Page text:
First thing, we see a magician trying to entertain at a party. I say trying because he's really dreadful. He leaves the party and meets a mysterious person outside. This guy speaks in the worst Jamaican accent I've ever heard in my life (I assume it was supposed be Jamaican because he said "Mon" at the end of every sentence). This guy/person/thing gives him a vial of something and tells him that it's going to help him out. He takes it, though he doesn't really believe anything the guy says. So, the magician, Peter the Great he calls himself, goes to entertain at a birthday party for two little boys. Again, he's dreadful. His rabbit is under the table taking a shit while he's trying to pull it out of his sleeve, he can't pull off any of his tricks, and no one at the party is enjoying him at all. They're actually pretty mean to him, which is understandable when you pay good money for someone who absolutely sucks. So, in an attempt to liven things up a bit, he decides to drink whatever it is that the weird guy gives him. He tells the kids that it's a potion that will turn him into Peter Rottentail, which is the evil offspring of bunny and man. Nothing happens. More mean things are said, and Peter the Great leaves the party feeling pretty dejected. As soon as he leaves, he starts hearing the voice of the weird guy in his head. The guy says that his soul belongs to him now, and that he will have to do his bidding. A magician's hat and a butcher knife appear out of thin air, and Peter chases one of the little boys, trying to kill him. He does not succeed, and he is now wanted by the police, so he goes home and shoots himself in the face. It's the one thing he was able to get right.

Cut to thirteen years later, and those two little boys are all grown up. They are cousins James and Lenny. James apparently is plagued by nightmares of his experience with the crazy magician. The two cousins go to their late grandmother's house to clean it up to be sold, and things go really sour. Peter the Great was summoned by a couple of pot heads a couple of days earlier, he rose from his grave in the form of a demented rabbit, and now he's going on a killing spree, apparently making his way to James. He uses only two weapons: either the butcher knife, or carrots that are apparently so sharp that they can pierce flesh. James is pretty scared throughout the entire movie. His dreams, along with the weird phone calls, make him feel certain that the magician is coming back for him. Lenny, of course, doesn't believe him. Peter eventually does catch up to James, and there's a battle that was clearly inspired by the Three Stooges.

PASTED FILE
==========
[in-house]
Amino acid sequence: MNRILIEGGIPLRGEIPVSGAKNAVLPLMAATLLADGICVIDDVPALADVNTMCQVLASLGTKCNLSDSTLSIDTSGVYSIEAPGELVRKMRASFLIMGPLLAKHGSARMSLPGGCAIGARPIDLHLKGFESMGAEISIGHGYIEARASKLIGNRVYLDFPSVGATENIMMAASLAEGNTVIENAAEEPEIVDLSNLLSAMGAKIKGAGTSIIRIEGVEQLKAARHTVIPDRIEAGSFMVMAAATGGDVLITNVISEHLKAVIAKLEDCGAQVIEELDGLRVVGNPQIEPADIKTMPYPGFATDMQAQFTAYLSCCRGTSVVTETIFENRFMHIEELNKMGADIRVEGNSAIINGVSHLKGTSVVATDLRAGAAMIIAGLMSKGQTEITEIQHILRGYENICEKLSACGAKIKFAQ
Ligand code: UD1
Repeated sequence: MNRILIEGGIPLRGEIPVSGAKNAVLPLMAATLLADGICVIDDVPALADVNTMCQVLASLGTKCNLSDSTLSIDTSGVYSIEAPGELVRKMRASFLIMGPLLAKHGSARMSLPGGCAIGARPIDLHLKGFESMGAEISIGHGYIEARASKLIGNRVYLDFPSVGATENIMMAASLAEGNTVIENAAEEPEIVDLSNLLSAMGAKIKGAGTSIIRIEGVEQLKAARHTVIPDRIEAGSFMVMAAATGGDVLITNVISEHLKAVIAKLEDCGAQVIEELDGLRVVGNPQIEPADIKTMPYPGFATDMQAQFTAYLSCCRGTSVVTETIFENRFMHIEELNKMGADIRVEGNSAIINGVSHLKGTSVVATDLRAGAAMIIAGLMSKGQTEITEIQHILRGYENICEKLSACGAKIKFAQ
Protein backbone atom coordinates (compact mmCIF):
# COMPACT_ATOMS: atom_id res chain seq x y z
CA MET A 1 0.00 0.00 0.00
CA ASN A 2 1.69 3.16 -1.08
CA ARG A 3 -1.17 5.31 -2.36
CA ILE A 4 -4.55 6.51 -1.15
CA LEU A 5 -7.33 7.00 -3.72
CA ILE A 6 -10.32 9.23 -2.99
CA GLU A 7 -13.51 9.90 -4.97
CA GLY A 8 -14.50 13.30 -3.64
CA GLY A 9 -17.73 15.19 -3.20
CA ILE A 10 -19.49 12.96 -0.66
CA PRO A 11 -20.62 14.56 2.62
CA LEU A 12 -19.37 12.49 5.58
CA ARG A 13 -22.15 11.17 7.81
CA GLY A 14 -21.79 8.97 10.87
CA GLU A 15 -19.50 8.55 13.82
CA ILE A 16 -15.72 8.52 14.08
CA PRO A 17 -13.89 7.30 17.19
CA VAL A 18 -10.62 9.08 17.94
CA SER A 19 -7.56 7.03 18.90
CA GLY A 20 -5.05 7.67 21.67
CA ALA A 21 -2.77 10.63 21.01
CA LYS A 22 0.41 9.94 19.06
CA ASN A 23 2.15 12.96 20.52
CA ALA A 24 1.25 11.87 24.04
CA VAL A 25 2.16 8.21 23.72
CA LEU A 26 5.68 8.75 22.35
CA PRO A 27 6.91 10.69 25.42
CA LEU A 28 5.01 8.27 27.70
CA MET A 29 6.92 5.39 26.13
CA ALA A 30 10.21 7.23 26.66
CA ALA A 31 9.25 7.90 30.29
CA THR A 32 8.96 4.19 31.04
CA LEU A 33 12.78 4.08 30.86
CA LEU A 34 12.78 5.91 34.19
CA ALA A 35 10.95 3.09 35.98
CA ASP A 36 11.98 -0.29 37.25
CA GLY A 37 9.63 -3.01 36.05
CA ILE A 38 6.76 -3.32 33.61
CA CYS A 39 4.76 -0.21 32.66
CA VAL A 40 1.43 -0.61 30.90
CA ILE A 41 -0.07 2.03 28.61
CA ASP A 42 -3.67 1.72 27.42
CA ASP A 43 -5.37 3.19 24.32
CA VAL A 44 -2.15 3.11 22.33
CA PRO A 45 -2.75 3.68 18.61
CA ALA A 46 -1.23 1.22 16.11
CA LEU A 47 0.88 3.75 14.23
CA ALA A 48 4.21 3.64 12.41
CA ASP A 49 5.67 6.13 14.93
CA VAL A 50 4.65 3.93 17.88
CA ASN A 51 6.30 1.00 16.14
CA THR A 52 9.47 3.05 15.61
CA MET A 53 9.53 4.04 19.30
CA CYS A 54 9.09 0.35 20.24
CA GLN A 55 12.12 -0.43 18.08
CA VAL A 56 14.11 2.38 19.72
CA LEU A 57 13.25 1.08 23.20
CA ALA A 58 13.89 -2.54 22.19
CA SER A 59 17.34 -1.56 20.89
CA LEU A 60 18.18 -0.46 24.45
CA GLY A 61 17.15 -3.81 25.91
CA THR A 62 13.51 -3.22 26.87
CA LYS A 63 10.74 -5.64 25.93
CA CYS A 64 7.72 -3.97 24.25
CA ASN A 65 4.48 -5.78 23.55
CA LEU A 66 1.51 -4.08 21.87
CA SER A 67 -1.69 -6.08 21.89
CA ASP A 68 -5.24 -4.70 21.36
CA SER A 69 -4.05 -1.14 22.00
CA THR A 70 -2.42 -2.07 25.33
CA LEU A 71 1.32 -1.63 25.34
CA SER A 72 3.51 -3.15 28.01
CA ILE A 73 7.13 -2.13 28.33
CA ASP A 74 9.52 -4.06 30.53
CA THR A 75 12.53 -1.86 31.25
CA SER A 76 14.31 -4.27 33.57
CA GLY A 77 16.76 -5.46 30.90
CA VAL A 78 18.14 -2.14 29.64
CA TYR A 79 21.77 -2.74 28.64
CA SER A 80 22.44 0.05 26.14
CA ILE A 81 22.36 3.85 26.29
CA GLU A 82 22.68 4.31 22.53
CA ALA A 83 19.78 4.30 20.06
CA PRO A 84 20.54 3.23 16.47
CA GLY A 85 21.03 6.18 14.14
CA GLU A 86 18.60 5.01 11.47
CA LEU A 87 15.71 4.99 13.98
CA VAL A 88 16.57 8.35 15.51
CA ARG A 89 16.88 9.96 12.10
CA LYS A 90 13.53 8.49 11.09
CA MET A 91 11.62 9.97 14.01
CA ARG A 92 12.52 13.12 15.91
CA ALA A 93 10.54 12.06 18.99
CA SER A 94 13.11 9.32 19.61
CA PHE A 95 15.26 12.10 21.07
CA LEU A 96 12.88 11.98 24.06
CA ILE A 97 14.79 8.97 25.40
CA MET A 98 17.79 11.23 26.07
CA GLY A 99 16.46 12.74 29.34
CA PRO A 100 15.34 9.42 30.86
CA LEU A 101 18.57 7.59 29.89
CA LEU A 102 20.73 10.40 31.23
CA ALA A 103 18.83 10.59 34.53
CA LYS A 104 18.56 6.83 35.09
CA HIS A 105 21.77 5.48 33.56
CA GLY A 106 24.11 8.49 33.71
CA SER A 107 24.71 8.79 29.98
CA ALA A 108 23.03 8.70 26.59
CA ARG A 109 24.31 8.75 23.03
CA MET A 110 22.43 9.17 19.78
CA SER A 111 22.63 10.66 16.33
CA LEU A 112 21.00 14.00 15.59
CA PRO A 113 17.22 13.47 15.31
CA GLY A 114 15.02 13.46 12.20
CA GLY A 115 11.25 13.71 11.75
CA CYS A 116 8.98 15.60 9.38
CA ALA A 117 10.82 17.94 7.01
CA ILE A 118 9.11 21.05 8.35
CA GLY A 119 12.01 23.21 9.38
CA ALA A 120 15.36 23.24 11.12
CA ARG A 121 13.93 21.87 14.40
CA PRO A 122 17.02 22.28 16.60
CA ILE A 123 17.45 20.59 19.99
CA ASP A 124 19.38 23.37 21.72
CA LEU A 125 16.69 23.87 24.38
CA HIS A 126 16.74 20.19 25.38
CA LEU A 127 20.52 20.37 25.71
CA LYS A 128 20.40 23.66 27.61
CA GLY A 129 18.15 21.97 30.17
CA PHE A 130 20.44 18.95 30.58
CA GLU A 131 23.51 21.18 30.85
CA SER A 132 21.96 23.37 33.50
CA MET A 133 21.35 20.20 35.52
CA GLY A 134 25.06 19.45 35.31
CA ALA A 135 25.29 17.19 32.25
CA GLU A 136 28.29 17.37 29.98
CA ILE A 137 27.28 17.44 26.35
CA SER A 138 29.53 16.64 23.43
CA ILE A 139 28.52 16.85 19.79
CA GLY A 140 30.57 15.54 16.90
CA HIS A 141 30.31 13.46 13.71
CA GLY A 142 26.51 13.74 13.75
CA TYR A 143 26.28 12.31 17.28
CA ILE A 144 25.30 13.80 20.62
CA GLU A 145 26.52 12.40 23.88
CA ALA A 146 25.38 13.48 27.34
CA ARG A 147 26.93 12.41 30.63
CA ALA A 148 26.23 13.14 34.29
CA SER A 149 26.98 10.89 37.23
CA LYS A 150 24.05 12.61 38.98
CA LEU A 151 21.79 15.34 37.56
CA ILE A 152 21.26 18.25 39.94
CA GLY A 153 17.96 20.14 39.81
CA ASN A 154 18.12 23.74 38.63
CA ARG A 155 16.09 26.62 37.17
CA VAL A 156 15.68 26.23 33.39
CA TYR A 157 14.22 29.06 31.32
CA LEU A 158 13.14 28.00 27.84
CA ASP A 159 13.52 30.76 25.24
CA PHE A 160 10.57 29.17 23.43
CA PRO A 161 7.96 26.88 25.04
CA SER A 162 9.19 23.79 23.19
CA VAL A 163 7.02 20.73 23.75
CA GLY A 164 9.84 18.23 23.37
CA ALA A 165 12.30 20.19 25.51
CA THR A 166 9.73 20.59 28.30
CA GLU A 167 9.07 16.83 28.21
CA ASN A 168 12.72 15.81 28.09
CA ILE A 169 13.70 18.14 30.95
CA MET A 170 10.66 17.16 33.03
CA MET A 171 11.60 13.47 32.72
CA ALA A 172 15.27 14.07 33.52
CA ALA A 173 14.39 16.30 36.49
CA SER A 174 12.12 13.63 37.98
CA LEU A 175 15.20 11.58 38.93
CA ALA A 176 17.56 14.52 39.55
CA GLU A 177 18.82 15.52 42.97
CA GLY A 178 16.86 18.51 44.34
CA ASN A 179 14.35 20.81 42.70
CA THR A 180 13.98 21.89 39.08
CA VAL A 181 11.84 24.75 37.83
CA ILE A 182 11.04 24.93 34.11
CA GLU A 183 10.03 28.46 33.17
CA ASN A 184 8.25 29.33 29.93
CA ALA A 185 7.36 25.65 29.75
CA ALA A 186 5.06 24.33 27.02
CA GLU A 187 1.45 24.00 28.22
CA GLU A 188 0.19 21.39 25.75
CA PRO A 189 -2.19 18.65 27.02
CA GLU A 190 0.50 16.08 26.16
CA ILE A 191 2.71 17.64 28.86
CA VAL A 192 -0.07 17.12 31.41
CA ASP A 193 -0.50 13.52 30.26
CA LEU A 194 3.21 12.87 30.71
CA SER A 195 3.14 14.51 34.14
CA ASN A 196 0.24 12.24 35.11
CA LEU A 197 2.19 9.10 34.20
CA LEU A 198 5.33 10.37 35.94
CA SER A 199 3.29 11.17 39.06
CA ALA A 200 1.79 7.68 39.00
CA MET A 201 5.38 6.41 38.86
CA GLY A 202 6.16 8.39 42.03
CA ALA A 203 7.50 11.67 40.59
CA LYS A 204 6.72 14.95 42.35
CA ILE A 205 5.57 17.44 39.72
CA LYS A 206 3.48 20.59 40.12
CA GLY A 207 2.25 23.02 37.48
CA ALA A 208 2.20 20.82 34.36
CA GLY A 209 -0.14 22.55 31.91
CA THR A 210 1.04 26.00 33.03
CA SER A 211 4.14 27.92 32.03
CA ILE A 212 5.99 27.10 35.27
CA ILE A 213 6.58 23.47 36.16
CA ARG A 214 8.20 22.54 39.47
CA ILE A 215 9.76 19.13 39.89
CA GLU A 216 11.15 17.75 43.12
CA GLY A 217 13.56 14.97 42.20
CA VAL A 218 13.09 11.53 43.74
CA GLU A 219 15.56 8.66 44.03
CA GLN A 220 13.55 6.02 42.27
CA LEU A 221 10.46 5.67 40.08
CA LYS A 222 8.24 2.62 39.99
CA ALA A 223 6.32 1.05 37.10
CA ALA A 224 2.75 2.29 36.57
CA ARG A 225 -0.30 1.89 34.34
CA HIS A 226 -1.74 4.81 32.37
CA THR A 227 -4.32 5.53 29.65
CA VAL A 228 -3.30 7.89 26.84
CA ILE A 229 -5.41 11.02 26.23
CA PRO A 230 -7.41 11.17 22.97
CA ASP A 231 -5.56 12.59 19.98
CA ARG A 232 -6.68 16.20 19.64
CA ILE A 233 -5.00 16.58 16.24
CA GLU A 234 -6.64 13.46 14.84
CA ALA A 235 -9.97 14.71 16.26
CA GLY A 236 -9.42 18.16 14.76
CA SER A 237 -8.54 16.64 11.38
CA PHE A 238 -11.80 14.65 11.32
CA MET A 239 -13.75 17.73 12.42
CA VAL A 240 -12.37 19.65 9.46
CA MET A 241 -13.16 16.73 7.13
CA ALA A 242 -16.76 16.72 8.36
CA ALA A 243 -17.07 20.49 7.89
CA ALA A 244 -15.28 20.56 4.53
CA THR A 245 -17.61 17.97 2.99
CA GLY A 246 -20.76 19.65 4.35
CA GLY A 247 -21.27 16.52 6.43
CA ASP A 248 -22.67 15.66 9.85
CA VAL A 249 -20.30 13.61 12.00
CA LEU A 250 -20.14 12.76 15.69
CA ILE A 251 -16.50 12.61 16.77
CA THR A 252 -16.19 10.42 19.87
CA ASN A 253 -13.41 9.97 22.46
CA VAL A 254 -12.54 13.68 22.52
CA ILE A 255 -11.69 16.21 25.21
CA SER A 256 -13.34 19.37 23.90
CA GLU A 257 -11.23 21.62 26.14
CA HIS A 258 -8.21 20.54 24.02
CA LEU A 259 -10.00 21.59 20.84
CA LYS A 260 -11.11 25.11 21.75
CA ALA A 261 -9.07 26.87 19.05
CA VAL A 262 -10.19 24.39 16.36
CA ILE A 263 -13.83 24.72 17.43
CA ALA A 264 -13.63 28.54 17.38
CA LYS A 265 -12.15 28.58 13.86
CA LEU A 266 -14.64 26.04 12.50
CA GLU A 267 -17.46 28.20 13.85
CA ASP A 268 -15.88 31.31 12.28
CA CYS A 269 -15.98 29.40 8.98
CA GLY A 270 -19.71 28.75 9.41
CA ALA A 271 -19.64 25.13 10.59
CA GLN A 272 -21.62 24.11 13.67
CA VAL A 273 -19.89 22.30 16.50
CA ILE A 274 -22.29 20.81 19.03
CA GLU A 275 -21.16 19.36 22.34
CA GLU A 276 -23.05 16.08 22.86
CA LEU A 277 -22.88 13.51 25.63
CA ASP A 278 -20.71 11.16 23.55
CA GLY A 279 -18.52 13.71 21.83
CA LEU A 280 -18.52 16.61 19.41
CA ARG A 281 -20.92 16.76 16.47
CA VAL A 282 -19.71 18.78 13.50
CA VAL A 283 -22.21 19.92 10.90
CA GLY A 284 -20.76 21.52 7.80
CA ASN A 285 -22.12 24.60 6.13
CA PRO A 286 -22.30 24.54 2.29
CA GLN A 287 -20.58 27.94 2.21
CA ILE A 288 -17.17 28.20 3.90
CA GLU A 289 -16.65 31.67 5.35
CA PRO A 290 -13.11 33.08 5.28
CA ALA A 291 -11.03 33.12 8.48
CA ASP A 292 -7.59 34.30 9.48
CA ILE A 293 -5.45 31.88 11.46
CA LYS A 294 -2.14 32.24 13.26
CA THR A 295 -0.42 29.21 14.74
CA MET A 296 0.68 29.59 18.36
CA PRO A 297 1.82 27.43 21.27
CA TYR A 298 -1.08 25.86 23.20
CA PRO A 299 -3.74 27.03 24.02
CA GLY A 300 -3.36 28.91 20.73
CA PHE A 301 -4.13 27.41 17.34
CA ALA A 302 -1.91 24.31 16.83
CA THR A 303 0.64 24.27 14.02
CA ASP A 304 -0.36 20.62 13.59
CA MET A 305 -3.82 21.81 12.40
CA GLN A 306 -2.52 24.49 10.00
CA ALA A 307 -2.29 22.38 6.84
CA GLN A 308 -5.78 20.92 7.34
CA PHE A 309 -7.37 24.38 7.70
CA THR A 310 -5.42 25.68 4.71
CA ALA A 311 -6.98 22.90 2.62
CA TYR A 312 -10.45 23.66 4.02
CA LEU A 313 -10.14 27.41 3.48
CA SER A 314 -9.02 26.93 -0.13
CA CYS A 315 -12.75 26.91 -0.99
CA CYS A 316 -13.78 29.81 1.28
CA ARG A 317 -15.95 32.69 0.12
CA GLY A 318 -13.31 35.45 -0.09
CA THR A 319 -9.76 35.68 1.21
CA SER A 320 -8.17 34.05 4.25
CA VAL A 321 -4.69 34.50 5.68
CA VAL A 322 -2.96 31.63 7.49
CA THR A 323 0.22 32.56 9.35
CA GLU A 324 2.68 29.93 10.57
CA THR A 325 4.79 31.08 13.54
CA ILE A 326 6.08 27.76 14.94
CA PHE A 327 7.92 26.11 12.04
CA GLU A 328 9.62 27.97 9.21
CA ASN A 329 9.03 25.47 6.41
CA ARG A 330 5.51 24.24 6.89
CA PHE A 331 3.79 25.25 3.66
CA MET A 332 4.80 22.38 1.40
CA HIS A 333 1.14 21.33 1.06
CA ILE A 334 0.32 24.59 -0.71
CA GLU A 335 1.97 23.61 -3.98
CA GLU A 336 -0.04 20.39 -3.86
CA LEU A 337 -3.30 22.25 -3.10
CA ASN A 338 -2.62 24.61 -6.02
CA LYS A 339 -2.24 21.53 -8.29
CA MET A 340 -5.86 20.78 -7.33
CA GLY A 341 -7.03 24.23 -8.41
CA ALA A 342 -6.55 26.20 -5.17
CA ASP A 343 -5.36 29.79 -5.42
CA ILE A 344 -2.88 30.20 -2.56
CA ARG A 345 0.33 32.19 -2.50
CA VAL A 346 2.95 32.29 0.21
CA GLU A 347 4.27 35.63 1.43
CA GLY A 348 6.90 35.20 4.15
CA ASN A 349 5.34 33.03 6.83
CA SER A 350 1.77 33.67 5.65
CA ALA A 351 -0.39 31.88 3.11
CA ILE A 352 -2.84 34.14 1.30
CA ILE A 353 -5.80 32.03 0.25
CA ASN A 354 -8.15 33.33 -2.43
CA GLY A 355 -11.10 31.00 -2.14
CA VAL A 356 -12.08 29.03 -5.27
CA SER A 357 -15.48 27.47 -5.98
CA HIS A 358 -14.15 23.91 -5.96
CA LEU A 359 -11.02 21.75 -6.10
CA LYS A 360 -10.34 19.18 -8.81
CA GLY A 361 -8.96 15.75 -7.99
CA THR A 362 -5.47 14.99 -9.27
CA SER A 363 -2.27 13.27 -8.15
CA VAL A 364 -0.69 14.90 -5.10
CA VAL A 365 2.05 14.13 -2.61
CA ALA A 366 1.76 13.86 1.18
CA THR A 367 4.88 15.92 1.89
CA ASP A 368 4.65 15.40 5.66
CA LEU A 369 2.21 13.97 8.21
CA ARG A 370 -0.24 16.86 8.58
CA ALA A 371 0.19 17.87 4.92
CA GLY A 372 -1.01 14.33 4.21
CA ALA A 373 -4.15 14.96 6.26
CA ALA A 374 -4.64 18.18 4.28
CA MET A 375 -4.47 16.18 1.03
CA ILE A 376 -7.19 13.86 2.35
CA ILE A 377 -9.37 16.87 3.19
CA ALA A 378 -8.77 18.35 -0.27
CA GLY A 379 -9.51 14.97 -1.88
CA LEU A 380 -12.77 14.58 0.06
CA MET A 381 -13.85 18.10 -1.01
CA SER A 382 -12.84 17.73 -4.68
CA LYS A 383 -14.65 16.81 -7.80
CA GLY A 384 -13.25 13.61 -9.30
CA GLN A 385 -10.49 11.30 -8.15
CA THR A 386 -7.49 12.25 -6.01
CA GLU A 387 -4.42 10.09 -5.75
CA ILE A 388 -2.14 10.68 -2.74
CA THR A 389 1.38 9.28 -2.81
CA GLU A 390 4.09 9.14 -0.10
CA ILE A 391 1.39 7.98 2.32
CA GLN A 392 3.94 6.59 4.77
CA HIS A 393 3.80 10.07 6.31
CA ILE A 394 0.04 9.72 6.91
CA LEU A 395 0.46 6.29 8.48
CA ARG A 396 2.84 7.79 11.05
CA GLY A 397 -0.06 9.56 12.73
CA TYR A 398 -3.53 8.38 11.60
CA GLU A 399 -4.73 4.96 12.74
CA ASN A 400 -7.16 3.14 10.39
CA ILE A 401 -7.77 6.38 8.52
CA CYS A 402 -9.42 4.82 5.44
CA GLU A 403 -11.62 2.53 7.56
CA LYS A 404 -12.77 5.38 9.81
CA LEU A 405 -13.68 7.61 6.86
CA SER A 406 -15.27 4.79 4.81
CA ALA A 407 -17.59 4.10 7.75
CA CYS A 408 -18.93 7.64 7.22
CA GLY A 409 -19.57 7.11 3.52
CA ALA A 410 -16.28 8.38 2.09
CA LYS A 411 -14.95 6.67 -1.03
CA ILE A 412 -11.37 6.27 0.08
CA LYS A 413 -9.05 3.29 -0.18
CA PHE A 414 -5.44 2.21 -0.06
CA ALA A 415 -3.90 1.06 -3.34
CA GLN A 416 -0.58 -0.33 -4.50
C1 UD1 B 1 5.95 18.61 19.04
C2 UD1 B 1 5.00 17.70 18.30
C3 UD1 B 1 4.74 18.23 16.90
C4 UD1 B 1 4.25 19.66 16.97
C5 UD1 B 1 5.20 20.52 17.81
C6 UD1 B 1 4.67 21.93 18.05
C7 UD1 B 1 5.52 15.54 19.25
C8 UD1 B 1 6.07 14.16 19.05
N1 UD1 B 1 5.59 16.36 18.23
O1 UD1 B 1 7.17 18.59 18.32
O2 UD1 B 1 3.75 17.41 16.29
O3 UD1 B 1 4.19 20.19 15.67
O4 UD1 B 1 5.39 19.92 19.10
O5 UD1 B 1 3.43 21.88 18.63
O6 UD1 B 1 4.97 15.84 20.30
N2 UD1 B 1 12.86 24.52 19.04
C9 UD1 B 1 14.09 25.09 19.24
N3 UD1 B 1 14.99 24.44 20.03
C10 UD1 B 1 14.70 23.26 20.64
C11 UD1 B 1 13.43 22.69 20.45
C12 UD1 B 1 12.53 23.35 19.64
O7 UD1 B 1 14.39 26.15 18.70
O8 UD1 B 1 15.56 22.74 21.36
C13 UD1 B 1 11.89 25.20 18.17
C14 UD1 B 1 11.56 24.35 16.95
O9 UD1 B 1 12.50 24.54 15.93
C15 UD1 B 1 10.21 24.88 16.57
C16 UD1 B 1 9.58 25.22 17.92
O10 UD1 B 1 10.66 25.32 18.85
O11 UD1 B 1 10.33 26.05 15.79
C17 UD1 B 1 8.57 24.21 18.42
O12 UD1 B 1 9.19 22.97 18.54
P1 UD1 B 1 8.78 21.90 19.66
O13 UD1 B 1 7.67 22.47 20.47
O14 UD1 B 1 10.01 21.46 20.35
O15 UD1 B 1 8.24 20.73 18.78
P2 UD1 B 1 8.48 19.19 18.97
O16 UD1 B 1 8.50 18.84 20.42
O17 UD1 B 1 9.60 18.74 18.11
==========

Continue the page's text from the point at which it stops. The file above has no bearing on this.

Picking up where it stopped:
A killer rabbit who uses carrots to kill people? It isn't hard to figure out that it's going to be stupid. I was hoping for an extremely funny, awesome kind of stupid, and I didn't get it. Peter tried to be a funny killer, but he succeeded only 5% of the time. He got a few laughs out of me, but most of them were from surprise at how stupid he was. There were maybe two times that he said something that was actually funny; one of them was when he told a girl, "Nice carrot patch." I'm not really sure what that means, but yeah...it's pretty funny. I also feel that he could have been pretty creepy if they'd used the right kind of lighting and shadows with him, and the guy who played that part was the only semi-decent actor in the entire movie. So, really, Peter was the only thing worthwhile here, and it's just a shame that he didn't live up to what he could have been. The story isn't the problem here; I actually liked that. Sure, it's a stupid plot, but I -- as well as plenty of other people -- can look past that if it's done well. It was even done in a way that made a far-fetched story make some sort of sense. Even the ending, and the way that Peter was defeated -- though it was a little too easy and cheesy -- made enough sense. I applaud them for that much, at least. I hate to say it, but I feel like, if they'd had a larger budget, it could have been better.